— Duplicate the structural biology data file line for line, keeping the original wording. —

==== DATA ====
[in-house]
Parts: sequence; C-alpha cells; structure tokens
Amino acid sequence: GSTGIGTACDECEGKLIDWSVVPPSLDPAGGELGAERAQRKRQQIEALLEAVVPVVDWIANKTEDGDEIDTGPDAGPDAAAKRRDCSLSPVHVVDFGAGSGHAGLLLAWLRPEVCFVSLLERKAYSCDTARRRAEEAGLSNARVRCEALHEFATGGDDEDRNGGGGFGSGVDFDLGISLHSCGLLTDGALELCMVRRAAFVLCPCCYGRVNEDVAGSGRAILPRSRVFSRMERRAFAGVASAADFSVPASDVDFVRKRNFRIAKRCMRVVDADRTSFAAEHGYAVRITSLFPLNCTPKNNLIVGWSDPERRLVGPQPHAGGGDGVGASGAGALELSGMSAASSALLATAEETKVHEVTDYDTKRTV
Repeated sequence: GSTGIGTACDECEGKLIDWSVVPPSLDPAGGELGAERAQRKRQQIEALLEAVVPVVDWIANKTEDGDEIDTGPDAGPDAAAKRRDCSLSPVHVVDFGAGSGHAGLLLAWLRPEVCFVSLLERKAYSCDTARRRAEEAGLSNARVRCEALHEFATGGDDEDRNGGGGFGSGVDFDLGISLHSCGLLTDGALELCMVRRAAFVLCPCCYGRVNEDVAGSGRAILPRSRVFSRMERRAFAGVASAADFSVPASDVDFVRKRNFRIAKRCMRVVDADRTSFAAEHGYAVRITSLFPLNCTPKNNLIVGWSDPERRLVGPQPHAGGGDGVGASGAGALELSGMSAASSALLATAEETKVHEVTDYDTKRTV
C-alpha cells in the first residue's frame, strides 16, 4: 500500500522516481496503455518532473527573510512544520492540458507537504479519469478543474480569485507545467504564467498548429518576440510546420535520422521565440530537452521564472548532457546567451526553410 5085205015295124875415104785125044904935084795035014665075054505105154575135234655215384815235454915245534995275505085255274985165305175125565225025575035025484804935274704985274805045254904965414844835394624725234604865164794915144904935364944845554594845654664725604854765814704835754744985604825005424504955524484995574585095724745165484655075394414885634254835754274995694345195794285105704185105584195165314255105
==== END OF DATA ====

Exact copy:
[in-house]
Parts: sequence; C-alpha cells; structure tokens
Amino acid sequence: GSTGIGTACDECEGKLIDWSVVPPSLDPAGGELGAERAQRKRQQIEALLEAVVPVVDWIANKTEDGDEIDTGPDAGPDAAAKRRDCSLSPVHVVDFGAGSGHAGLLLAWLRPEVCFVSLLERKAYSCDTARRRAEEAGLSNARVRCEALHEFATGGDDEDRNGGGGFGSGVDFDLGISLHSCGLLTDGALELCMVRRAAFVLCPCCYGRVNEDVAGSGRAILPRSRVFSRMERRAFAGVASAADFSVPASDVDFVRKRNFRIAKRCMRVVDADRTSFAAEHGYAVRITSLFPLNCTPKNNLIVGWSDPERRLVGPQPHAGGGDGVGASGAGALELSGMSAASSALLATAEETKVHEVTDYDTKRTV
Repeated sequence: GSTGIGTACDECEGKLIDWSVVPPSLDPAGGELGAERAQRKRQQIEALLEAVVPVVDWIANKTEDGDEIDTGPDAGPDAAAKRRDCSLSPVHVVDFGAGSGHAGLLLAWLRPEVCFVSLLERKAYSCDTARRRAEEAGLSNARVRCEALHEFATGGDDEDRNGGGGFGSGVDFDLGISLHSCGLLTDGALELCMVRRAAFVLCPCCYGRVNEDVAGSGRAILPRSRVFSRMERRAFAGVASAADFSVPASDVDFVRKRNFRIAKRCMRVVDADRTSFAAEHGYAVRITSLFPLNCTPKNNLIVGWSDPERRLVGPQPHAGGGDGVGASGAGALELSGMSAASSALLATAEETKVHEVTDYDTKRTV
C-alpha cells in the first residue's frame, strides 16, 4: 500500500522516481496503455518532473527573510512544520492540458507537504479519469478543474480569485507545467504564467498548429518576440510546420535520422521565440530537452521564472548532457546567451526553410 5085205015295124875415104785125044904935084795035014665075054505105154575135234655215384815235454915245534995275505085255274985165305175125565225025575035025484804935274704985274805045254904965414844835394624725234604865164794915144904935364944845554594845654664725604854765814704835754744985604825005424504955524484995574585095724745165484655075394414885634254835754274995694345195794285105704185105584195165314255105